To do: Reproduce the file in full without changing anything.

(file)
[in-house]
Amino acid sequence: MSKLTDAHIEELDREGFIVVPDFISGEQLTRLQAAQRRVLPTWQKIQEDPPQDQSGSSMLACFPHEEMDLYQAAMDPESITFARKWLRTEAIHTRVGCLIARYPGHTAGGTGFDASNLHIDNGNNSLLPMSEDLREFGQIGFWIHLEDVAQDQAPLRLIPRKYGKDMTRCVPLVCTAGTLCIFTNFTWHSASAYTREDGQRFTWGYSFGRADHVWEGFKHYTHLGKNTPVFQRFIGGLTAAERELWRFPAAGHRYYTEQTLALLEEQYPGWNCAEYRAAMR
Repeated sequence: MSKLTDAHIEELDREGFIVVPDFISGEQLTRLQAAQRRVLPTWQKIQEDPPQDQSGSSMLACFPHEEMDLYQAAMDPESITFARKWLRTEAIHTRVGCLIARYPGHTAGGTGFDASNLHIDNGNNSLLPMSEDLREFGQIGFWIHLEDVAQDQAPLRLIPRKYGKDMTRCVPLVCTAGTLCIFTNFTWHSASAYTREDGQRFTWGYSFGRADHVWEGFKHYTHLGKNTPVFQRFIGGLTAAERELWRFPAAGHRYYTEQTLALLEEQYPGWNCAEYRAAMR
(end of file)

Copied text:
[in-house]
Amino acid sequence: MSKLTDAHIEELDREGFIVVPDFISGEQLTRLQAAQRRVLPTWQKIQEDPPQDQSGSSMLACFPHEEMDLYQAAMDPESITFARKWLRTEAIHTRVGCLIARYPGHTAGGTGFDASNLHIDNGNNSLLPMSEDLREFGQIGFWIHLEDVAQDQAPLRLIPRKYGKDMTRCVPLVCTAGTLCIFTNFTWHSASAYTREDGQRFTWGYSFGRADHVWEGFKHYTHLGKNTPVFQRFIGGLTAAERELWRFPAAGHRYYTEQTLALLEEQYPGWNCAEYRAAMR
Repeated sequence: MSKLTDAHIEELDREGFIVVPDFISGEQLTRLQAAQRRVLPTWQKIQEDPPQDQSGSSMLACFPHEEMDLYQAAMDPESITFARKWLRTEAIHTRVGCLIARYPGHTAGGTGFDASNLHIDNGNNSLLPMSEDLREFGQIGFWIHLEDVAQDQAPLRLIPRKYGKDMTRCVPLVCTAGTLCIFTNFTWHSASAYTREDGQRFTWGYSFGRADHVWEGFKHYTHLGKNTPVFQRFIGGLTAAERELWRFPAAGHRYYTEQTLALLEEQYPGWNCAEYRAAMR